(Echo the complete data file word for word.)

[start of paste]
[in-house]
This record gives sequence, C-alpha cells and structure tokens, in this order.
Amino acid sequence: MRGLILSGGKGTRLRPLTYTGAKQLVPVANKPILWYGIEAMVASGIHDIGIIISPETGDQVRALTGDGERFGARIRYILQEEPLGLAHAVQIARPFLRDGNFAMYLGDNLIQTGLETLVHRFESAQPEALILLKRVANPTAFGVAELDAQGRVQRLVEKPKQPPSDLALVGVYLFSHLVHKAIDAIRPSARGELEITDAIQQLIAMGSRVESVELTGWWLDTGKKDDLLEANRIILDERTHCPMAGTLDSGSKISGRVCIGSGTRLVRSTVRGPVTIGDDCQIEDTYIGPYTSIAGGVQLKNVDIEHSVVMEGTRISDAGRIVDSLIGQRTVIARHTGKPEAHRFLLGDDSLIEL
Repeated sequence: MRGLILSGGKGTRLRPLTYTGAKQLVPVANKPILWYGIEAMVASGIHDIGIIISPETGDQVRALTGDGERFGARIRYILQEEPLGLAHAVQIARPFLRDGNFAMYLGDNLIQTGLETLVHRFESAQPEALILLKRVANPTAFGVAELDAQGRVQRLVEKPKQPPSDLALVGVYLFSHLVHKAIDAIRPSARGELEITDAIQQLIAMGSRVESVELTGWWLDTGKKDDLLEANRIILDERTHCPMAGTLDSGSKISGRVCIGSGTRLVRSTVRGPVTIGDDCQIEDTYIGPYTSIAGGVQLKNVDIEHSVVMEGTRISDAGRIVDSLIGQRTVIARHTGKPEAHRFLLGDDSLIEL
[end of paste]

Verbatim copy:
[in-house]
This record gives sequence, C-alpha cells and structure tokens, in this order.
Amino acid sequence: MRGLILSGGKGTRLRPLTYTGAKQLVPVANKPILWYGIEAMVASGIHDIGIIISPETGDQVRALTGDGERFGARIRYILQEEPLGLAHAVQIARPFLRDGNFAMYLGDNLIQTGLETLVHRFESAQPEALILLKRVANPTAFGVAELDAQGRVQRLVEKPKQPPSDLALVGVYLFSHLVHKAIDAIRPSARGELEITDAIQQLIAMGSRVESVELTGWWLDTGKKDDLLEANRIILDERTHCPMAGTLDSGSKISGRVCIGSGTRLVRSTVRGPVTIGDDCQIEDTYIGPYTSIAGGVQLKNVDIEHSVVMEGTRISDAGRIVDSLIGQRTVIARHTGKPEAHRFLLGDDSLIEL
Repeated sequence: MRGLILSGGKGTRLRPLTYTGAKQLVPVANKPILWYGIEAMVASGIHDIGIIISPETGDQVRALTGDGERFGARIRYILQEEPLGLAHAVQIARPFLRDGNFAMYLGDNLIQTGLETLVHRFESAQPEALILLKRVANPTAFGVAELDAQGRVQRLVEKPKQPPSDLALVGVYLFSHLVHKAIDAIRPSARGELEITDAIQQLIAMGSRVESVELTGWWLDTGKKDDLLEANRIILDERTHCPMAGTLDSGSKISGRVCIGSGTRLVRSTVRGPVTIGDDCQIEDTYIGPYTSIAGGVQLKNVDIEHSVVMEGTRISDAGRIVDSLIGQRTVIARHTGKPEAHRFLLGDDSLIEL